The Netflix instant streaming service is free to subscribers of the company’s disc rental service. Many customers love the streaming service, and some get more Netflix content from the Internet than from their mailbox. The one knock on the service is the fact that almost all of the content is , well, rather old. There are some classic movies, and a lot of old episodes of some great TV shows, and some excellent foreign titles. The point is that it is incredibly convenient, and it was the first signs of the Internet camel’s nose beginning to peek under the video delivery’s tent.
Well, now a bit more of the camel’s nose is showing. Netflix announced this week that it has an agreement with Relativity Media to stream the company’s first-run theatrical films at the same time that HBO and Showtime get them. Reality Media is the company behind hits including “Get Him to the Greek” and “Robin Hood”. This means that instead of having to wait years after the release of a movie on DVD, Netflix will be able to stream the movies just months after the DVD hits the shelves.
Colin Dixon of The Diffusion Group (TDG) made an interesting observation about this announcement: “As long ago as May of 2009 TDG identified premium PayTV as Netflix’ true competition.” As I’ve been saying, Netflix clearly is positioning itself for the day when it doesn’t have to manage an enormous inventory of plastic discs and cope with the steady increase of postage costs. The competition is not Redbox and Blockbuster; it’s HBO and Showtime and Starz and the on-demand offerings by the subscription TV services.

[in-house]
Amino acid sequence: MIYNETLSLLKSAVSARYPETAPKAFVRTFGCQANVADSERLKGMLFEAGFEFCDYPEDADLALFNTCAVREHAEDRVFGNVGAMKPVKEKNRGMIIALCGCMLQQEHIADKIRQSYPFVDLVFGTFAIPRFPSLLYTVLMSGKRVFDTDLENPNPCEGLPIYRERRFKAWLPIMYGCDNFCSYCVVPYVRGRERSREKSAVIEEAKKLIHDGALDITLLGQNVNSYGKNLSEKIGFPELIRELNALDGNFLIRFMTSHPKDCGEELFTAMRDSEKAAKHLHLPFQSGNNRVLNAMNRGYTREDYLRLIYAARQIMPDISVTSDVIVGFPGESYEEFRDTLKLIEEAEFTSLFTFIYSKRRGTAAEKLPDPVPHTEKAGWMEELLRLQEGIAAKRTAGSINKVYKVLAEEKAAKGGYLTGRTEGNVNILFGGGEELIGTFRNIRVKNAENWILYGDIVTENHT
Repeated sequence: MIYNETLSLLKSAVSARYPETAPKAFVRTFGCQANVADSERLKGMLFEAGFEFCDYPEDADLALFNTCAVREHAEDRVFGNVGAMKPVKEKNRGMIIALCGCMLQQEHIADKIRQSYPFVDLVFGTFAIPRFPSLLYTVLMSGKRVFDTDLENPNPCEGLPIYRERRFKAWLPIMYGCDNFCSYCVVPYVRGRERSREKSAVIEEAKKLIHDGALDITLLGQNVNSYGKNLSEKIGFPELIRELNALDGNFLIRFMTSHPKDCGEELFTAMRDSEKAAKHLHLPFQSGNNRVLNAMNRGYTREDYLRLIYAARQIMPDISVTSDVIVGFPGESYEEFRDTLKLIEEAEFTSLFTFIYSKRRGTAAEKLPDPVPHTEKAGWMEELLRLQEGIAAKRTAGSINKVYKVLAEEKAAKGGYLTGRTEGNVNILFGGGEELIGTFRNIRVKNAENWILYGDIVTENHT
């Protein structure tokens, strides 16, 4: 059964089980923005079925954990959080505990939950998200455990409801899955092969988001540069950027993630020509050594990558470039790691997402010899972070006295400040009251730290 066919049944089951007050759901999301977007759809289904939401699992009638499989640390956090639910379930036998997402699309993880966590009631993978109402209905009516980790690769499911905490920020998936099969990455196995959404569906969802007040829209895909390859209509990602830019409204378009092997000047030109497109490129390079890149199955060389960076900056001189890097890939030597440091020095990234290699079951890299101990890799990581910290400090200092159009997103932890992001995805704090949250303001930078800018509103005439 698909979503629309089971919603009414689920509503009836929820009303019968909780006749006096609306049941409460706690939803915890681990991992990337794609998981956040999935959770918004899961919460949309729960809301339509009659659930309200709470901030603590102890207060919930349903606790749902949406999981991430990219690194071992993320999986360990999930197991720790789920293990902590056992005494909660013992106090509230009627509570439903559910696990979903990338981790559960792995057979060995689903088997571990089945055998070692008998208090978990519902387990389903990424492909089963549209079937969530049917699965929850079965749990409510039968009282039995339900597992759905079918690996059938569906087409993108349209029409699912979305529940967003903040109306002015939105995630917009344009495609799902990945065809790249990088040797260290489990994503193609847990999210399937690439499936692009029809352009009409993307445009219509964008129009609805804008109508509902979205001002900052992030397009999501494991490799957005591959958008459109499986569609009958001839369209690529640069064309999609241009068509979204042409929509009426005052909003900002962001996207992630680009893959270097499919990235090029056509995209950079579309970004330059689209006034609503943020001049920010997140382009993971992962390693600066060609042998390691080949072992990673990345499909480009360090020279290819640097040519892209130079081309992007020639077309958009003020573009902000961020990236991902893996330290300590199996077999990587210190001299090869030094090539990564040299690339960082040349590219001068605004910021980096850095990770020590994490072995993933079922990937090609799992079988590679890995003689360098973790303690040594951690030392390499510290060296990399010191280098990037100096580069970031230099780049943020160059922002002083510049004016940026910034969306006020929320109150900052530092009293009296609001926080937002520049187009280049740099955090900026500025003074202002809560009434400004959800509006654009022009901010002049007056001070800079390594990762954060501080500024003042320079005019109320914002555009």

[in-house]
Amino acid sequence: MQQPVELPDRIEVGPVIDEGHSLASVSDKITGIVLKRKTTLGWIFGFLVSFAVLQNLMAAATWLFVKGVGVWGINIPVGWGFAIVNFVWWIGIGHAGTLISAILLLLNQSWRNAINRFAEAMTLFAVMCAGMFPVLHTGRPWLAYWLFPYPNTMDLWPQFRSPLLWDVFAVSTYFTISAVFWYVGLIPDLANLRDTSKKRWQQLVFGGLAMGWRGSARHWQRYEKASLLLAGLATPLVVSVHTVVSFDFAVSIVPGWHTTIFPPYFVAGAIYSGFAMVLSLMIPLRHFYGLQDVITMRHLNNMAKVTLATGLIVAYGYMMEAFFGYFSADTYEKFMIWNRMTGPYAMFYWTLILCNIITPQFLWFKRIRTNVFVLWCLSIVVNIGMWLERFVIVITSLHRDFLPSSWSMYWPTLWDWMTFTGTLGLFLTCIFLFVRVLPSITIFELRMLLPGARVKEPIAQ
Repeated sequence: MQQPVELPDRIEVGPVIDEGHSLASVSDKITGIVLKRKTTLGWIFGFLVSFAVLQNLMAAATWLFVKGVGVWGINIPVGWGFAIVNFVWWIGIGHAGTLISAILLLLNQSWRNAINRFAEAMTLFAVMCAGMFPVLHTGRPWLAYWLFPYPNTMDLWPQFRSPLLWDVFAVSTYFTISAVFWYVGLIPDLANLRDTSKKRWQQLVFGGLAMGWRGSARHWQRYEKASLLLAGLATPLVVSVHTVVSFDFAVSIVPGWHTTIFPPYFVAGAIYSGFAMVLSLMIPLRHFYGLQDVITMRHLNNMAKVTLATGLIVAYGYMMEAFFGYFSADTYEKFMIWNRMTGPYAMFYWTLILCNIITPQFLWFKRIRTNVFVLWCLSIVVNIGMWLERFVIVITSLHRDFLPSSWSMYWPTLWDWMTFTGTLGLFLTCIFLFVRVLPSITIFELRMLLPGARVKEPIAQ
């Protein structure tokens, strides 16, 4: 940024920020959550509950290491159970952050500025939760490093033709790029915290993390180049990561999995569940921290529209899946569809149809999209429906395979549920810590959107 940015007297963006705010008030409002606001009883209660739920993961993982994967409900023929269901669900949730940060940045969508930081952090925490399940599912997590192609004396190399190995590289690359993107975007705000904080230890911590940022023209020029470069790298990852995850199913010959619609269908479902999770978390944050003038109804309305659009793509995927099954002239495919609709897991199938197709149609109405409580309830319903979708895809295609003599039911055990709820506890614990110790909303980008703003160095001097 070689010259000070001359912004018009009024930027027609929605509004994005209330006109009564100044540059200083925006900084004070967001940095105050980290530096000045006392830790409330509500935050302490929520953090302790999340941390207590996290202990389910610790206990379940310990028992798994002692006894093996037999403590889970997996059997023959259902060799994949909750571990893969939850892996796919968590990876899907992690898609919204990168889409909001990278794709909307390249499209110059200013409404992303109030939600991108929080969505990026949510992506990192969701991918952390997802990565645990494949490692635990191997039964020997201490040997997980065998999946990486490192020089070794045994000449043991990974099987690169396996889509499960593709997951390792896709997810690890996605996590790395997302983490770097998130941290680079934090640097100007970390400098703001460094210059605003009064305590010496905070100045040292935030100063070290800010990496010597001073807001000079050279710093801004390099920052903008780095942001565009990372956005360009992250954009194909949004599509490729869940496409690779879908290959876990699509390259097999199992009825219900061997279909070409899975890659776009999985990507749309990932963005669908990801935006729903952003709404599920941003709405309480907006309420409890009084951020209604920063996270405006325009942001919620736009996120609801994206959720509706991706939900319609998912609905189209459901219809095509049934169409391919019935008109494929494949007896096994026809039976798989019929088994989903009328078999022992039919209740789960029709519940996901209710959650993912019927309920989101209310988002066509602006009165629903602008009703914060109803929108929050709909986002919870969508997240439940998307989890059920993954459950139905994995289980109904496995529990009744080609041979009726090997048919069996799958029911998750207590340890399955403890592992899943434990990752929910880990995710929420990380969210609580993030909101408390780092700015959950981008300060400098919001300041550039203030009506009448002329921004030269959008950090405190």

Netflix is clearly succeeding, as about three out of four subscribers apparently are using the streaming service. If people start getting their movies and archived TV episodes from Netflix (and Hulu), how much are they going to be willing to pay for all those channels that they don’t watch on the subscription TV services? This is going to increase the pressure on a la carte pricing, which I contend will be the end of subscription TV as we know it. Those services will have to become data transmission utilities delivering the Internet to your home.
(And you know what would accelerate the process? If ESPN were to expand its online streaming offerings to match what’s available on the subscription services — even at a monthly fee — I expect that users would cut the cable cord in droves. ESPN is one of the remaining valued content sources that is not available over the air or by streaming.)
So this announcement definitely qualifies as a BIG DEAL. It’s another incremental step in the redefinition of Netflix and video content delivery. The world of television is changing right before our eyes.